Brazilian sugarcane mills take steps required to export ethanol

By Holly Jessen | October 25, 2011

The number of Brazilian sugarcane mills registered with the U.S. EPA, a required step before exporting ethanol to the U.S., has nearly doubled since February. The Brazilian Sugarcane Industry Association (UNICA) reported Oct. 19 that 107 Brazilian Sugarcane processing facilities had completed the process. “The EPA has recognized Brazilian ethanol as an advanced biofuel because it can cut greenhouse gas emissions by up to 91 percent compared to gasoline,” said Leticia Phillips, UNICCA’s representative in North America. “This recognition makes sugarcane ethanol desirable in the US market, so it makes sense for Brazilian mills to prepare for this opportunity.”

The majority of the sugarcane mills on the list have between one or two mills registered. However, Copersucar S.A. has 39 registered and Cosan S/A Acucar e Alcool & Cosan Alimentos S/A registered 15. In addition, 44 Brazilian mills have registered to export ethanol to California, which has separate and more stringent regulations.

Currently, the U.S. is exporting ethanol to Brazil, not the other way around. In 2010, U.S. exports of ethanol to Brazil were up about three times more than the total amount exported in the previous 12 years combined. In all, Brazil took in 22.6 million gallons of U.S. ethanol in 2010 compared to the 7.8 million gallons imported from 1998 to 2009. The trend of higher than typical U.S. exports to Brazil is continuing in 2011.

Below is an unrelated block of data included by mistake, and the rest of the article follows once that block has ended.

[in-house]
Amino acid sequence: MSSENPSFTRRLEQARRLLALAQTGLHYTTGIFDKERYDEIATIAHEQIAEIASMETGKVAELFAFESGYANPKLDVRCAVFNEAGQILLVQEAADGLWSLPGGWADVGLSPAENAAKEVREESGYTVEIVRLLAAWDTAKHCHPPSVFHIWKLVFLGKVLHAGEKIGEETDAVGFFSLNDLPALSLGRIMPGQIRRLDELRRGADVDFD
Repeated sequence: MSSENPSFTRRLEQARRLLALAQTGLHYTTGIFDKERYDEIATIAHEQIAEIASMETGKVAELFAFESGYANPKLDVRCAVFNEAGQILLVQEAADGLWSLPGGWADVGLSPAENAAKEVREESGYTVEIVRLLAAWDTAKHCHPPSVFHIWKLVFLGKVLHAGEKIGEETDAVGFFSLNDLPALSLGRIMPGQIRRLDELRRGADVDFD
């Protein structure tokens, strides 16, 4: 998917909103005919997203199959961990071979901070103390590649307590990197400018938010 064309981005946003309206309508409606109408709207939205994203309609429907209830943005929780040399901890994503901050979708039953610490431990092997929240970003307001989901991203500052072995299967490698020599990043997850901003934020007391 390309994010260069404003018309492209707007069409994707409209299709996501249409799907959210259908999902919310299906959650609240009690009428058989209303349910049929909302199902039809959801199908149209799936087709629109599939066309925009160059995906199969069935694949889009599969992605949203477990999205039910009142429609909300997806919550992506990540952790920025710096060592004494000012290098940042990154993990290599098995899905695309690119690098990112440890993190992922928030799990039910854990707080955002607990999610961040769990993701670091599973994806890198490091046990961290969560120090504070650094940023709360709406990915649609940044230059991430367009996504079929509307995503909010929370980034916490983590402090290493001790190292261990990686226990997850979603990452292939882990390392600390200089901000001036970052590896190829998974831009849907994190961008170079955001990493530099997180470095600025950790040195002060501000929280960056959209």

Brazil has been producing less-than usual amounts of ethanol in recent years. In fact, to avoid supply problems, the country has reduced the amount of ethanol blended in gasoline from 25 percent to 20 percent. “The global economic crisis, two consecutive harvests hurt by weather problems and other often overlooked factors have caused this drop, but this is a glitch in the long-term Brazilian ethanol scenario,” Phillips told attendees at the Third Renewable Energy Technology Conference & Exhibition, held in Washington from Sept. 20 to 22. The country’s imports in 2011 are expected to account for 4 percent of total production volumes, while exports add up to 6 percent of production volumes.